On September 15, more than 300 students walked out of class
at Massey-Vanier High School in Cowansville, Quebec.
The issue was the teachers' union's decision to adopt a work-to-rule
campaign in an effort to pressure the government into improving
their salaries and repealing systematic budget cuts over the
past 15 years.
On the one hand, many students sympathized with the teachers
and walked out in support of their plight. On the other hand,
many of these same students felt that the ban on extracurricular
activities was an unfair tactic which victimized the wrong group
The problem, however, was not the dichotomy of these students.
There was another problem that would nearly ruin the walkout:
disorganization.. The chronological order of events leading up
to the ultimate conclusion reads as follows
Monday, Sept.13, morning: A rumour travels through the school
to the effect that a walkout is being planned by a group of students.
Their goal is not yet clear.
Monday afternoon: Notes are passed around the school that
seem to blame the teachers for the lack of extracurricular activities.
Tuesday morning: An announcement is made by the principal
notifying the student body that there will be consequences as
a result of an illegal walkout. The students' plan crumbles.
When I arrived at school on Wednesday morning, I find the
other students in a state of frantic chaos and excitement. A
friend tells me that a walkout is imminent, but that no one knows
why he/she is walking out. When asked this question, students
responded " to miss class" or " for the hell of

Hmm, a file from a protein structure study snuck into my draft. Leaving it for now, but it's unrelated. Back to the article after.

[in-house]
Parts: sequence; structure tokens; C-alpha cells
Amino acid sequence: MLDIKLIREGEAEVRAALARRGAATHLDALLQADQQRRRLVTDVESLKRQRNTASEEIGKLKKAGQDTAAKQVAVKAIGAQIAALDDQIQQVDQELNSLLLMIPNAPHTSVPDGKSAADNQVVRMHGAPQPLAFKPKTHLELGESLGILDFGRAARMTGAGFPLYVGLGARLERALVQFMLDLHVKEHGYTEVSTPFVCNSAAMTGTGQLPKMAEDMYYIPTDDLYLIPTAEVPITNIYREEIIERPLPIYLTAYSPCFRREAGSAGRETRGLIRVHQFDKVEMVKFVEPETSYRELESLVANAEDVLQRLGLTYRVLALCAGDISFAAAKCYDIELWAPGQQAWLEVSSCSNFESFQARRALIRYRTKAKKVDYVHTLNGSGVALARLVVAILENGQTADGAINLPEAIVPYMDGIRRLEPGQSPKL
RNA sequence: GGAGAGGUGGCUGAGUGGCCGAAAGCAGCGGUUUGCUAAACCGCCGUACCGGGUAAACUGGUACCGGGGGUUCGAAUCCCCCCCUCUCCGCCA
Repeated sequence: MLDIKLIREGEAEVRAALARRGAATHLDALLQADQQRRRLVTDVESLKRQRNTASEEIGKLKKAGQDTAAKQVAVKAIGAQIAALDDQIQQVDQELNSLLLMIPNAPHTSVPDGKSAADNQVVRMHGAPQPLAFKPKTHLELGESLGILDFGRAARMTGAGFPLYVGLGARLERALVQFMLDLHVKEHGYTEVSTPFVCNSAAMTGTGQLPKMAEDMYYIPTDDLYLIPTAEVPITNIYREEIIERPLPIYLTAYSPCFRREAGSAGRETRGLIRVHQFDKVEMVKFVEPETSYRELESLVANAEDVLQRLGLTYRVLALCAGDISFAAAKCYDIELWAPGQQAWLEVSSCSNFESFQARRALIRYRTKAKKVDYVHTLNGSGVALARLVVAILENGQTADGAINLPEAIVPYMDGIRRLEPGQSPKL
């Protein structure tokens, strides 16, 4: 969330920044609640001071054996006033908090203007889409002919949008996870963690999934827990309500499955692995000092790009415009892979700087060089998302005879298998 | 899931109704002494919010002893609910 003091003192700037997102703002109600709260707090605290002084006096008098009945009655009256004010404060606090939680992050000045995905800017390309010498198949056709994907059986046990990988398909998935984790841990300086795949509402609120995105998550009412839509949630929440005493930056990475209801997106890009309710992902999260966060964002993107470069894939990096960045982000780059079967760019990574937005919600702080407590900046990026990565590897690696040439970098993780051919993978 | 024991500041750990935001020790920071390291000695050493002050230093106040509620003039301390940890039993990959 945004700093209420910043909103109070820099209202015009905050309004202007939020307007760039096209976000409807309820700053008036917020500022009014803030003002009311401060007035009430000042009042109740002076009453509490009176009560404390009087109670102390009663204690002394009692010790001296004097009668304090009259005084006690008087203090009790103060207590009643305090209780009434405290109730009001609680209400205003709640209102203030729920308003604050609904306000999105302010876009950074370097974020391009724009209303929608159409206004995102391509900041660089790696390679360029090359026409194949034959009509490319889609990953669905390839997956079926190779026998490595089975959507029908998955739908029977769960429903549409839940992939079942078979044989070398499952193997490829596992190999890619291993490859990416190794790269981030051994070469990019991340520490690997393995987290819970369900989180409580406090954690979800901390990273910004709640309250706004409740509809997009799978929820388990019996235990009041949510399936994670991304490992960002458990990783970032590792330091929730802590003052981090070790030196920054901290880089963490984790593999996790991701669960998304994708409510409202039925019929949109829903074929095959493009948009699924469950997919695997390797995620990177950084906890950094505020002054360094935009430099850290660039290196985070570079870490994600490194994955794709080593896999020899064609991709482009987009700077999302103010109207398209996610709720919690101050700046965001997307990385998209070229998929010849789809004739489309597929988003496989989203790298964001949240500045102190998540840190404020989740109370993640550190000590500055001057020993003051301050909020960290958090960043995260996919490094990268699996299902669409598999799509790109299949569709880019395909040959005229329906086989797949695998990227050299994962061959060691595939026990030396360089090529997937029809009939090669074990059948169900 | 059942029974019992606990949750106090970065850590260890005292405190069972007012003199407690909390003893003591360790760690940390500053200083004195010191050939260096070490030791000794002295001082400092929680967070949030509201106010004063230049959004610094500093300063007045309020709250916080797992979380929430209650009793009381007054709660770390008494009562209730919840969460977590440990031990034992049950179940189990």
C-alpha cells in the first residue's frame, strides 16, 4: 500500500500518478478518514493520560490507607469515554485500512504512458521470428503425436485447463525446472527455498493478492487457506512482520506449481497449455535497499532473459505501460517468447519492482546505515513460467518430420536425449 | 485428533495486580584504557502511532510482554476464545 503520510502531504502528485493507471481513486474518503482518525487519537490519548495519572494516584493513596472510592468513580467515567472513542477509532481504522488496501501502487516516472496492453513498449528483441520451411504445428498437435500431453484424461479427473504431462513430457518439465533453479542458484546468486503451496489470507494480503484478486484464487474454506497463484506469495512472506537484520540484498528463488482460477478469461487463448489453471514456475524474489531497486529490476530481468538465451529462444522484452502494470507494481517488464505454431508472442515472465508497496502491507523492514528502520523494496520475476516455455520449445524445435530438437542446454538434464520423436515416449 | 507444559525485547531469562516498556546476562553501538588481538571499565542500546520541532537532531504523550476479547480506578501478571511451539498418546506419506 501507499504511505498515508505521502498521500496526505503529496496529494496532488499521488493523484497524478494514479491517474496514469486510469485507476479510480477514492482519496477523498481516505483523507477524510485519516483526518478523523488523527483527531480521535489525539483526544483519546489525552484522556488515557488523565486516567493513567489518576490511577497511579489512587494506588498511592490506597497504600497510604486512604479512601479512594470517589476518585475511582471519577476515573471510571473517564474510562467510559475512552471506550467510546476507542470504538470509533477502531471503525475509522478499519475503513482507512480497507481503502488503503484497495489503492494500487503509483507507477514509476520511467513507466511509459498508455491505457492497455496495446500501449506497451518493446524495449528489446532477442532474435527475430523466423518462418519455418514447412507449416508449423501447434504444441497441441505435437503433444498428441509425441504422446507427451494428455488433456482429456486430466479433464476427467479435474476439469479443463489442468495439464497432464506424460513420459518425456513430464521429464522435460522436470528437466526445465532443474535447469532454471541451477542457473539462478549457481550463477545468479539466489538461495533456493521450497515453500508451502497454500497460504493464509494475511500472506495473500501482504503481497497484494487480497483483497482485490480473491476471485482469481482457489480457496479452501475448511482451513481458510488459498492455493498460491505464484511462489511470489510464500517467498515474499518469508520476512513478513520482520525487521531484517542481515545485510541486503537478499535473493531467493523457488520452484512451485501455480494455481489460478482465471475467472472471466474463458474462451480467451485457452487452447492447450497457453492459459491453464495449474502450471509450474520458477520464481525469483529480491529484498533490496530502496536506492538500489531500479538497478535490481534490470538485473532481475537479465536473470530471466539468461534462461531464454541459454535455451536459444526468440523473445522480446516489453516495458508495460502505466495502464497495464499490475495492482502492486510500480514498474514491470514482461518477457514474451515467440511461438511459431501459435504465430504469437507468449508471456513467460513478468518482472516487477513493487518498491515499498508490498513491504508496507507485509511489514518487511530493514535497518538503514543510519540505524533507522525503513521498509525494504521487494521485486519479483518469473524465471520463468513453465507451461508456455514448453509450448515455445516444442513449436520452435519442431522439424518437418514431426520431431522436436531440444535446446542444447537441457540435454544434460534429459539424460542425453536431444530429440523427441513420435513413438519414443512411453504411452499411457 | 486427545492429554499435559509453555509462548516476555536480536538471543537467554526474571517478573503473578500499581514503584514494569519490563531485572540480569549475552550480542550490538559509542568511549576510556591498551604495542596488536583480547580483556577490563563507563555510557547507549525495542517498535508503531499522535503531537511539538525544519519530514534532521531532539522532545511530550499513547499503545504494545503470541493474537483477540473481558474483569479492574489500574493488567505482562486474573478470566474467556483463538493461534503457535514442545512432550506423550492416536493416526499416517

A few friends and I immediately found the principal and asked
him if we could make an announcement on the intercom to appeal
to the students not to walk out right away. An information session
was to be held at noon. The principal, for reasons yet unknown,
refused our request. He had confidence that the students would
act in good judgement and stay in class.
Within minutes a large group had assembled outside the school
chanting such catchy slogans as "Work-to-rule, not in our
school!", while at the same time, the ad hoc leader of the
dissidents preached support for the teachers. Despite pleas from
the authorities, the students walked out en masse.
One of the leaders of the protest later told me that before
leaving school grounds, all those who were not walking out in
support of the teachers were told to go back to class. They then
proceeded in an orderly fashion to the office of our Member of
Parliament and voiced their discontent with the government's
salary and budget cuts. However, our provincial MP, Pierre Paradis,
was away on business.
The absence of Paradis, the lack of major media attention,
and a host of other problems that plagued our walkout and others
across the province (some of which resulted in arrests due to
violence and misdemeanour) could have, in my opinion, been avoided
if students had taken the time to properly plan a pragmatic walkout.